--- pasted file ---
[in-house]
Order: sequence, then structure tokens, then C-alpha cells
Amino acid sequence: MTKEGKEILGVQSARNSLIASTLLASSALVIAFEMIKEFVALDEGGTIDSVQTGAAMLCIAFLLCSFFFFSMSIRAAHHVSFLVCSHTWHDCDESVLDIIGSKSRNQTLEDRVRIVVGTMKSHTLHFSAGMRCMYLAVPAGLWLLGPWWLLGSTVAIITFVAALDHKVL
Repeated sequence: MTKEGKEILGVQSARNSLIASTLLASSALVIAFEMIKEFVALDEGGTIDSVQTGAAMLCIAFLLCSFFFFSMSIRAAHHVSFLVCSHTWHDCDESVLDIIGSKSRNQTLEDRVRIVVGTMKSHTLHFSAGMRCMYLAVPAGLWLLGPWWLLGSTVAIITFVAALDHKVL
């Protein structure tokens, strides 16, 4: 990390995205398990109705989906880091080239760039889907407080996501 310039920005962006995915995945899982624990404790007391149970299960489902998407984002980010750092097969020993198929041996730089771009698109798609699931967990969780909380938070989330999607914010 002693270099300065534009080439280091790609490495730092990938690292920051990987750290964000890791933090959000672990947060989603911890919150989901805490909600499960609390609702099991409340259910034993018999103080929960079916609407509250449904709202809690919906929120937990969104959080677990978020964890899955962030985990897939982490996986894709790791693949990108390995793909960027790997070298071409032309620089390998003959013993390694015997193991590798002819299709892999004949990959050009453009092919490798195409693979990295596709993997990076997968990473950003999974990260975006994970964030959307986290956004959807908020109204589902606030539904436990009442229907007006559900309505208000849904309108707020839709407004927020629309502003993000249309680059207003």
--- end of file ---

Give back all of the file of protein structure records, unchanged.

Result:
[in-house]
Order: sequence, then structure tokens, then C-alpha cells
Amino acid sequence: MTKEGKEILGVQSARNSLIASTLLASSALVIAFEMIKEFVALDEGGTIDSVQTGAAMLCIAFLLCSFFFFSMSIRAAHHVSFLVCSHTWHDCDESVLDIIGSKSRNQTLEDRVRIVVGTMKSHTLHFSAGMRCMYLAVPAGLWLLGPWWLLGSTVAIITFVAALDHKVL
Repeated sequence: MTKEGKEILGVQSARNSLIASTLLASSALVIAFEMIKEFVALDEGGTIDSVQTGAAMLCIAFLLCSFFFFSMSIRAAHHVSFLVCSHTWHDCDESVLDIIGSKSRNQTLEDRVRIVVGTMKSHTLHFSAGMRCMYLAVPAGLWLLGPWWLLGSTVAIITFVAALDHKVL
């Protein structure tokens, strides 16, 4: 990390995205398990109705989906880091080239760039889907407080996501 310039920005962006995915995945899982624990404790007391149970299960489902998407984002980010750092097969020993198929041996730089771009698109798609699931967990969780909380938070989330999607914010 002693270099300065534009080439280091790609490495730092990938690292920051990987750290964000890791933090959000672990947060989603911890919150989901805490909600499960609390609702099991409340259910034993018999103080929960079916609407509250449904709202809690919906929120937990969104959080677990978020964890899955962030985990897939982490996986894709790791693949990108390995793909960027790997070298071409032309620089390998003959013993390694015997193991590798002819299709892999004949990959050009453009092919490798195409693979990295596709993997990076997968990473950003999974990260975006994970964030959307986290956004959807908020109204589902606030539904436990009442229907007006559900309505208000849904309108707020839709407004927020629309502003993000249309680059207003």